The Story Of My Tattoos
Over the years I’ve seen a fair few written and spoken word pieces about how tattoos are no one else’s business, they are for me and me alone. While that might be true for some, for example, those with deeply personal commemorative tattoos, that doesn’t mean all tattoos are personal and must never be acknowledged.
My tattoos either represent an aspect of my past or identity, a place that I’ve been or even just stuff I fancied the look of. It’s probably also quite telling that the vast majority of my tattoos are on my arms, for me their purpose is to be seen. Each arm has a designated purpose:
My left arm looks like its full of doodles, and that’s exactly what it is. On it, you’ll find various small representations like a band logo (which is a flower), the Deathly Hallows sign, a sketchy deer skull, lyrics to my favourite song in elvish font, a beachy penknife, an anagram of the alphabet, the words “ppl suck” and a big jellyfish from a colouring book.
Some of these symbols have a deeper meaning, such as the deer skull which was hand-drawn by an old friend and the Deathly Hallows sign is an obvious nod to my Harry Potter obsession, but it was also stick-n-poked by one of my ex-girlfriends. Others don’t have a story per se, like the penknife and “ppl suck”, they were both Friday the 13th specials (I’m not sure if that’s a thing everywhere but locally on every Friday the 13th tattoo artists prepare flash sheets of small designs especially for the day). As well as the jellyfish, while that didn’t mean anything at the time, I’ve come to think of it as a representation of my care and fascination with the ocean.
My right arm is (at present) an unfinished fictional villain sleeve. I’ve got Voldemort and his younger Tom Riddle self, Captain Hook with a small commemorative Robin Williams as Peter Pan as well as Dr Jekyll and Mr Hyde, with space to add another villain that I’ve not yet decided on.
I deliberately choose villains that didn’t necessarily start as bad guys (though Voldemort is questionable there), but they made choices that ended up putting them in a place of being the bad guy.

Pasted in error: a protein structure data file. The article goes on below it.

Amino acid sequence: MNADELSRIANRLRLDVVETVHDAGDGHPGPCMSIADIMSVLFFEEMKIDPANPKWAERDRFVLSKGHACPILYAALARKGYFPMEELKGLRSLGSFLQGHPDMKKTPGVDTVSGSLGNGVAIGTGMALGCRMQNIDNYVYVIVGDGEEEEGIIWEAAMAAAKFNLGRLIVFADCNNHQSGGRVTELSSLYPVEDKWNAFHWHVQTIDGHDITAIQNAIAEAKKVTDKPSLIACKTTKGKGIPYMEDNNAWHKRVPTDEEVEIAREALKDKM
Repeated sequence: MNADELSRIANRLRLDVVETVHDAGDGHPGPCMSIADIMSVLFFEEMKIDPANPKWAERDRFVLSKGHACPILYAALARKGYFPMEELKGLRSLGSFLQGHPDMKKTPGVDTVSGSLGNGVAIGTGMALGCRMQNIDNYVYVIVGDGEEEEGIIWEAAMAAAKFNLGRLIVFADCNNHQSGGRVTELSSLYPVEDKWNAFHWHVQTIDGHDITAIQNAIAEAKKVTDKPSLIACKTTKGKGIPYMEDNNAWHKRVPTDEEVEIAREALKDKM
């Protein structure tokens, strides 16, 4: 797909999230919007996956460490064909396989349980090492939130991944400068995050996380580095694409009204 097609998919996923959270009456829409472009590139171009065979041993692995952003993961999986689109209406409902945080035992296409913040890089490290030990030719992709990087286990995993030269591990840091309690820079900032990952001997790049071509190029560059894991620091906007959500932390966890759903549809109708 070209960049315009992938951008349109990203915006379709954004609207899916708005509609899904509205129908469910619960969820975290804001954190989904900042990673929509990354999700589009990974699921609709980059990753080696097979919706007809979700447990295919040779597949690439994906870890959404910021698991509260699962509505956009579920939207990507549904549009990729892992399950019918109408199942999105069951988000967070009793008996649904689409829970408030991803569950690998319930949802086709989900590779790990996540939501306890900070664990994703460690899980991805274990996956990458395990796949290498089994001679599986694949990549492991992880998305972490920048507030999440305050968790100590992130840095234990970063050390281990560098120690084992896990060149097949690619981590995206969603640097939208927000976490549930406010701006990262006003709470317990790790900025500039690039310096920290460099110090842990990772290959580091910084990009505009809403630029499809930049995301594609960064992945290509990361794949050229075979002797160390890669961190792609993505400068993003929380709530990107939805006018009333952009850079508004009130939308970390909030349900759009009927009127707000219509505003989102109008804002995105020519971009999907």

On the whole, this piece is meant as a way of reminding me that morality isn’t always black and white, and oftentimes it’s not an innate understanding of good or evil that defines us, but rather the choices we make (or don’t make).
Other tattoos that I have dotted around my body include:
- the first tattoo I had, aged 14 (yes that’s illegal), of a smiley face on my stomach. No, I don’t regret it. I still love it.
- a circular view (as if looking through a telescope) of a stingray swimming above some seagrass in shallow waters on my ribs, again displaying my fascination with marine life.
- the Berlin Bear on my left calf, a nod to my trip there as well as my love for all things German.
- lastly, but certainly not least, Pikachu and Squirtle on my right calf where I intend to get more Pokemon when money permits. Pokemon was something that my siblings and I bonded over with few arguments. And don’t lie, we all cried during that one scene.
It might not seem obvious, but I also have an overall scheme of having the left side of my body in line or blackout work and the right side of my body in detailed colour. This was something I had planned before I got most of my tattoos and I’m not sure why. Maybe I just like the idea of symmetry.
I do find it interesting that although tattoos are becoming much more socially acceptable in this country (the UK) people are still quite shocked when they see my small 4'11 self covered in them. As well as them typically limiting my professional opportunities since I generally have to cover them up or work somewhere that doesn’t involve face to face interaction with the public. So tattoos, especially visible ones, do have some degree of social consequences.
But hey, my tattoos are no one else’s business, right?